The ink had barely dried on the qualifying papers late last month when the campaign for U.S. Senate went negative.
From day one, Sen. Roger Wicker and state Sen. Chris McDaniel swiped at one another with Twitter memes, ads and personal appearances all but devoid of discussions of policy and issues. They even argued over whose disparaging words were the most disparaging.
Then McDaniel jumped out of that race and into the race for the seat left open by the impending retirement of Sen. Thad Cochran. And, we quickly learned there is an even lower road on the campaign trail.
McDaniel made a commendable call for unity. But he couched it in terms that sound more like unite — or else.
“By announcing early, we are asking Mississippi Republicans to unite around my candidacy and avoid another contentious contest among GOP members that would only improve the Democrats’ chances of winning the open seat,” he wrote in the statement on his switch.
McDaniel, though, could choose not to be contentious. But he won’t. And there’s a good reason not to. It’s the reason that any candidate goes negative. It’s the reason candidates spend so much time talking about what is wrong with the opponents.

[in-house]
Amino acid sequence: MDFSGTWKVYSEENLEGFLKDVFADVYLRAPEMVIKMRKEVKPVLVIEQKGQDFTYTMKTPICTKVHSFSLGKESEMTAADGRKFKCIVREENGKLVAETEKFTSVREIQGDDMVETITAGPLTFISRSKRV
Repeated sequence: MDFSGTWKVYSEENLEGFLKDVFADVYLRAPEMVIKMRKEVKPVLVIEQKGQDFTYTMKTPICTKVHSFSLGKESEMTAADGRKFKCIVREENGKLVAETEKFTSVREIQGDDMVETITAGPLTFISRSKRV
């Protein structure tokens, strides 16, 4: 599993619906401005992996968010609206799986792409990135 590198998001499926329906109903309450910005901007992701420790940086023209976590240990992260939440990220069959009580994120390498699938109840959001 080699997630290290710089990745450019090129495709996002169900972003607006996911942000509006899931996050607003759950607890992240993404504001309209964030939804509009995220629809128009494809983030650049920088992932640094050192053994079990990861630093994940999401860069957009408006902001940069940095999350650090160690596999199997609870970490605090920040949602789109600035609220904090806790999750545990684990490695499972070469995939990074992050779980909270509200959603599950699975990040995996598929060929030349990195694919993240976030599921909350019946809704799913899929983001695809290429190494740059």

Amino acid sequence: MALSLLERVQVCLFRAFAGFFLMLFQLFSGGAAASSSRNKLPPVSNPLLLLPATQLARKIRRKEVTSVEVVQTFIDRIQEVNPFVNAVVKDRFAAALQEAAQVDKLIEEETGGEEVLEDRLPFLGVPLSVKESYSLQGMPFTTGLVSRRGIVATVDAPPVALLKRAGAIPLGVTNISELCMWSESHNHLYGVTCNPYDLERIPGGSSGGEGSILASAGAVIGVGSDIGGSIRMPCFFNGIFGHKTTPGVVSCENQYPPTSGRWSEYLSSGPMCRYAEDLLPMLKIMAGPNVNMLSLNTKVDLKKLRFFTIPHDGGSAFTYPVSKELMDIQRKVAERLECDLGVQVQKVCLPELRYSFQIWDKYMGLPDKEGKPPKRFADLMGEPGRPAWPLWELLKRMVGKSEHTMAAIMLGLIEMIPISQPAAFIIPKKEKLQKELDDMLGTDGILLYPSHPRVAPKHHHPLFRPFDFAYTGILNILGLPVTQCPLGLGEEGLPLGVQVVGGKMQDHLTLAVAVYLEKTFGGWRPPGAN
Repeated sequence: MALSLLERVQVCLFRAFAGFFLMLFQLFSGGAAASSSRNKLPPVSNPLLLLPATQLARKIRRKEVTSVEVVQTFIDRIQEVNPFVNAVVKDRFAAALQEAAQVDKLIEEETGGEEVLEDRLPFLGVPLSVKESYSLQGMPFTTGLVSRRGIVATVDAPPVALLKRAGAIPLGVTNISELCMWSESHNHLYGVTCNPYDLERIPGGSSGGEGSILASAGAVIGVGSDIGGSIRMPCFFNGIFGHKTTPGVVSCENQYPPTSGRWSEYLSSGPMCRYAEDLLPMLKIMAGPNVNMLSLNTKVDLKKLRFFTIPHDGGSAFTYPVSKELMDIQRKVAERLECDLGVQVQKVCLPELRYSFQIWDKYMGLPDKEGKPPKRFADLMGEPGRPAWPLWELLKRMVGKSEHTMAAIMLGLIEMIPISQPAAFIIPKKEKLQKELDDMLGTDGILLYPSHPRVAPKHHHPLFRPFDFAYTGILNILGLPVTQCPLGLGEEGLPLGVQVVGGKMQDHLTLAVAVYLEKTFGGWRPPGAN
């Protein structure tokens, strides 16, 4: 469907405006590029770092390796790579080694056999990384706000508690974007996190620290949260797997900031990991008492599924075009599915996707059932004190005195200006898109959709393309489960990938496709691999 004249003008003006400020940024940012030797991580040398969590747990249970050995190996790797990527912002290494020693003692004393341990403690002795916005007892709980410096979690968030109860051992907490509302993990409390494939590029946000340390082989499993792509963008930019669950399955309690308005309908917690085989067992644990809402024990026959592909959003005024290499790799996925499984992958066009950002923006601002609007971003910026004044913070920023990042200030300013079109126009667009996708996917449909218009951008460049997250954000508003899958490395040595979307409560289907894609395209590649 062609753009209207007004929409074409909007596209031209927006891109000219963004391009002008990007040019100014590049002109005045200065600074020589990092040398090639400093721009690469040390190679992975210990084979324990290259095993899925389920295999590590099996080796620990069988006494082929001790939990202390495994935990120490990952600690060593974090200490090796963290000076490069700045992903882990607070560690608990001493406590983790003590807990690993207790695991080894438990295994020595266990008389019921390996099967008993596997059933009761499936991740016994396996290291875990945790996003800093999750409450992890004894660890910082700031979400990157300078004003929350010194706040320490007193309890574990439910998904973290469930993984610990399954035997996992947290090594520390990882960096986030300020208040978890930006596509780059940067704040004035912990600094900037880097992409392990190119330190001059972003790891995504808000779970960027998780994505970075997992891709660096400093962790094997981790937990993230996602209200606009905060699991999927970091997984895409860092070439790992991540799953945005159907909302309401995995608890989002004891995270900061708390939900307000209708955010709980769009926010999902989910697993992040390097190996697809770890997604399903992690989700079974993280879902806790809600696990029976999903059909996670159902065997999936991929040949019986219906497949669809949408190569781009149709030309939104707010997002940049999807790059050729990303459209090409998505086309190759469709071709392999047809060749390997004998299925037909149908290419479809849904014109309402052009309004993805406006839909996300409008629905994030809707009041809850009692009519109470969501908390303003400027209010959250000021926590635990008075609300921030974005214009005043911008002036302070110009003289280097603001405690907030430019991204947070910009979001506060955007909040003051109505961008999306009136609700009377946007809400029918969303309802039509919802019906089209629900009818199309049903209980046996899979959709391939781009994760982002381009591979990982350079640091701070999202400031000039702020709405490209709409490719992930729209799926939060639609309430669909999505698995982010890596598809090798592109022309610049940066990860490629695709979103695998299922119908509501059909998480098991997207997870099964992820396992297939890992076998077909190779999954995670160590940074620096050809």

People respond. They talk about those negative ads and memes. They share them back and forth, usually with the caveat that they are sick of them. It would be a fool’s errand for a newspaper to appeal to politicians to stop.
And now, even Gov. Phil Bryant has taken the bait, giving McDaniel a verbal flogging via the Clarion-Ledger. The leader of the state and its Republican Party should have chosen his words more wisely, more in tune with the dignity of his office.
McDaniel asks voters to Remember Mississippi, alluding to the 2014 race he says he would have won if not for dirty tricks by the Cochran campaign.
We remember the Mississippi of 2014, too. It would be hard to forget because the state bears the scars of that bruising campaign. No doubt the rest of the country remembers as well. And that’s an image we would prefer they’d forget.
We would prefer Mississippi be remembered for its natural beauty, its artists and writers, its generosity. But reading great literature or appreciating art is difficult. Laughing at the foibles of a bunch of mudslinging politicians is easy.
We foresee the image Mississippi will wear.
Unless we — that includes you, your friends and neighbors who love this state — have had enough.
Every time a politician of either party goes negative, we have to act. We have to talk, not just with our friends and neighbors, but with the mudslingers themselves.
We must call, write, email, search them out on social media and tell them to knock it off. Pick a policy that’s near and dear and ask them where they stand on that issue.
Act. Or brace yourselves for more headlines like: “A Quick Guide to Mississippi’s Insane, Senate Race-Changing Scandal” — Slate.com, May 2014.
You say they’ll never listen? If they don’t, it’s just because they have not heard from enough of us.
Get louder. Find more fed up people and invite them to the party.
The editorial represents the views of the Sun Herald editorial board. Opinions of columnists and cartoonists are their own.